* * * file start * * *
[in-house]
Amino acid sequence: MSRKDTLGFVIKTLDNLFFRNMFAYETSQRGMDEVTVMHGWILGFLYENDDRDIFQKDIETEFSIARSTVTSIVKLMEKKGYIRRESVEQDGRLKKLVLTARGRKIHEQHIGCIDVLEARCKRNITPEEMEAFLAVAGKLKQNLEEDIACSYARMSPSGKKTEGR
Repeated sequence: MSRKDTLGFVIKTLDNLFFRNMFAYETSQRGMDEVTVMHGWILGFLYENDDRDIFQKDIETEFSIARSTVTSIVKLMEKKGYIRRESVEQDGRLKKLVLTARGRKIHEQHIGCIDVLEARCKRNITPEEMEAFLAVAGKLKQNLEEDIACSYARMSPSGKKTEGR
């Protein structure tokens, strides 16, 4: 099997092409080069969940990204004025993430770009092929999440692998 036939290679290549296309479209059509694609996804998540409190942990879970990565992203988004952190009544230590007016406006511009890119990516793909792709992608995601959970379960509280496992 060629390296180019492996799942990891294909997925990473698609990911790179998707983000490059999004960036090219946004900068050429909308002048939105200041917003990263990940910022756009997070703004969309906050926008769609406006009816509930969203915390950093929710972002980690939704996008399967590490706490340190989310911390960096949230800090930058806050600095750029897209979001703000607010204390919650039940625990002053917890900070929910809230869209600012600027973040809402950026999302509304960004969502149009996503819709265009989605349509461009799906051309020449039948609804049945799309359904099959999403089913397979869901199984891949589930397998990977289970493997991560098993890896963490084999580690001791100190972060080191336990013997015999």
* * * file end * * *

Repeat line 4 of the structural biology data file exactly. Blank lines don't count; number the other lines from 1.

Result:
């Protein structure tokens, strides 16, 4: 099997092409080069969940990204004025993430770009092929999440692998 036939290679290549296309479209059509694609996804998540409190942990879970990565992203988004952190009544230590007016406006511009890119990516793909792709992608995601959970379960509280496992 060629390296180019492996799942990891294909997925990473698609990911790179998707983000490059999004960036090219946004900068050429909308002048939105200041917003990263990940910022756009997070703004969309906050926008769609406006009816509930969203915390950093929710972002980690939704996008399967590490706490340190989310911390960096949230800090930058806050600095750029897209979001703000607010204390919650039940625990002053917890900070929910809230869209600012600027973040809402950026999302509304960004969502149009996503819709265009989605349509461009799906051309020449039948609804049945799309359904099959999403089913397979869901199984891949589930397998990977289970493997991560098993890896963490084999580690001791100190972060080191336990013997015999």